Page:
Scientists have found that gray whales have died due to lack of nutrition for the third consecutive year. And this is due to a decrease in the number and biomass of amphipods, the main prey of gray whales.
As early as January, the first gray whales from the Pacific Ocean population began arriving at nesting lagoons in Baja California, Mexico. Since the beginning of their southward migration from their high-latitude feeding grounds (when the whale eats off after wintering), several cases of emaciated gray whales have been observed along their migration route.
This has raised scientists’ concern that an unusual mortality event (UME is an unexpected event during which a significant number of marine mammals die), which began in January 2019 and led to 378 confirmed gray whale deaths, and possibly many more unreported, has been going on for the third year.
Gray whales migrate annually between feeding grounds in the Bering, Chukchi, and Arctic Seas and breeding grounds from the Gulf of Southern California to the lagoons along the Pacific coast of Baja California, Mexico.
During the summer feeding season, from May to October, whales accumulate large reserves of energy, mainly in the form of fat, in order to maintain energy costs for migration and while living in breeding grounds. Adequate energy reserves are critical for the reproduction and survival of gray whales that do not feed during the migration and breeding season.
In 2017, LSIESP (Special Whale Assistance and Research Project) began to study the body condition of gray whales using drone photogrammetry. This method involves measuring the length and width of the animals from vertical photographs taken by drones, from which an estimate of the relative condition (or fatness) of individual specimens can be obtained.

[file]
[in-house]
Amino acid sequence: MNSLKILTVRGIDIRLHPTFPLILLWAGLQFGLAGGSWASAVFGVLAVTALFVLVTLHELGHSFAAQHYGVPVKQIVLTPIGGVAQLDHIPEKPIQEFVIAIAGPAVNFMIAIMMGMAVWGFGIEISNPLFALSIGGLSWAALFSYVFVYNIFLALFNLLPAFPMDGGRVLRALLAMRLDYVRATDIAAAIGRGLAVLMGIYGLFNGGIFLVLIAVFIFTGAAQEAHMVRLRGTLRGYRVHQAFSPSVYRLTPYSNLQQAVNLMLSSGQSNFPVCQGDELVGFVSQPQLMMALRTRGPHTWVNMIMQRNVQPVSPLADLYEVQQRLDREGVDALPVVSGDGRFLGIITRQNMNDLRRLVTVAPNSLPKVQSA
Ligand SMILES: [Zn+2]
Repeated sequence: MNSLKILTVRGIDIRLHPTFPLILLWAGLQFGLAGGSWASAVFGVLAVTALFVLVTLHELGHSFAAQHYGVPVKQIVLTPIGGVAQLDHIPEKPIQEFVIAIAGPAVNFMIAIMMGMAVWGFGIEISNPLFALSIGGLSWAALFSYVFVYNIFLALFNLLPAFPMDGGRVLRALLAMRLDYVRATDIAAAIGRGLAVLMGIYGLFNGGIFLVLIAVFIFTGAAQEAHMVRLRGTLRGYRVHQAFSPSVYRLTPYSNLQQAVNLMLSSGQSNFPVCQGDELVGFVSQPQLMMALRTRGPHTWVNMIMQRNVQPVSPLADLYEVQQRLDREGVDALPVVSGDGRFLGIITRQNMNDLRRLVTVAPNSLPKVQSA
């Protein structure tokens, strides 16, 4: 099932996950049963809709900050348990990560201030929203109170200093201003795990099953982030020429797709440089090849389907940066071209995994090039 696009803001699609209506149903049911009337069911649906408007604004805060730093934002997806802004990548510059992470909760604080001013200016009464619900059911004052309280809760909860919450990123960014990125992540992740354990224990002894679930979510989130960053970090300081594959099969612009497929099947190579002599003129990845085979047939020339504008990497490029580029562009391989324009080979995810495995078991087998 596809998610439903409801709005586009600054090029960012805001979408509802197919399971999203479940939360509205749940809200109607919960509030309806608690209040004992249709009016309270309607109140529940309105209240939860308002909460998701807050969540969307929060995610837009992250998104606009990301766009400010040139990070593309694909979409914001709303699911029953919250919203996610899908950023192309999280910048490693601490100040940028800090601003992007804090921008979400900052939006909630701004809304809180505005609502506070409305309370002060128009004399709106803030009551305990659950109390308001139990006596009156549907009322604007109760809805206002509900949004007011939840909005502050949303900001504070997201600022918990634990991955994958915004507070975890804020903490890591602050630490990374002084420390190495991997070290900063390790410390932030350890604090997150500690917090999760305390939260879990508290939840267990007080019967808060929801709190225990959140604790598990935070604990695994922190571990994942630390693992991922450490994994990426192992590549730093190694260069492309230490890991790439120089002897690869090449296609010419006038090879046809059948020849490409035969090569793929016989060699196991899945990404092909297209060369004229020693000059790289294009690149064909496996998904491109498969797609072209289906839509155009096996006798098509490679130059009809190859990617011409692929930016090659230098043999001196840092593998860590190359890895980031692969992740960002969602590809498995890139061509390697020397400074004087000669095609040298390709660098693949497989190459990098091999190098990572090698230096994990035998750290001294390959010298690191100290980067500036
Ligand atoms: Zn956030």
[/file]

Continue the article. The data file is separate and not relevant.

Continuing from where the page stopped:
As early as in the second year of sampling, researchers found a marked deterioration in the physical condition of young and adult gray whales visiting the San Ignacio Lagoon. The decline was also noticeable in 2019, at the start of the current UME. The deterioration in body condition also coincided with a decrease in the number of mother-calf pairs found in the San Ignacio Lagoon, indicating a decline in the fertility of female gray whales.
A similar UME was in 1999-2000 when 651 gray whales were found dead along the west coast of North America. During this two-year event, the gray whale population declined by about 25% from about 21,000 in 1998 to about 16,000 in 2002. It is not yet known what impact the current UME is having on the population of the eastern North Pacific.
Although the study suggests that the decline in survival and reproductive performance of gray whales during the current UME was caused by starvation, the main factors that caused this decline in body condition have not yet been identified. The fact that gray whales in 2018 and 2019 arrived at their breeding sites in Mexico already in significantly worse body condition indicates that this decline must have occurred either during the previous feeding season or during southward migration.
“It appears that large numbers of gray whales are leaving their feeding grounds already in poor condition, and by the time they complete their breeding season in Mexico, they are depleting their energy reserves and starving to death.”
Dr. Fredrik Christiansen
Thus, the most likely explanation for the current UME is the declining availability of prey in the main feeding grounds. Since the late 1980s, there has been a decline in the abundance and biomass of amphipods, the main prey for gray whales, in the central part of the Chirikov Basin, the main feeding area for gray whales in the Bering Sea. This, in turn, is believed to be caused by warming of Arctic waters as a result of natural and/or anthropogenic climate change. If so, such UMEs could become more frequent, which could lead to a decline in gray whales in the coming decades or their complete extinction.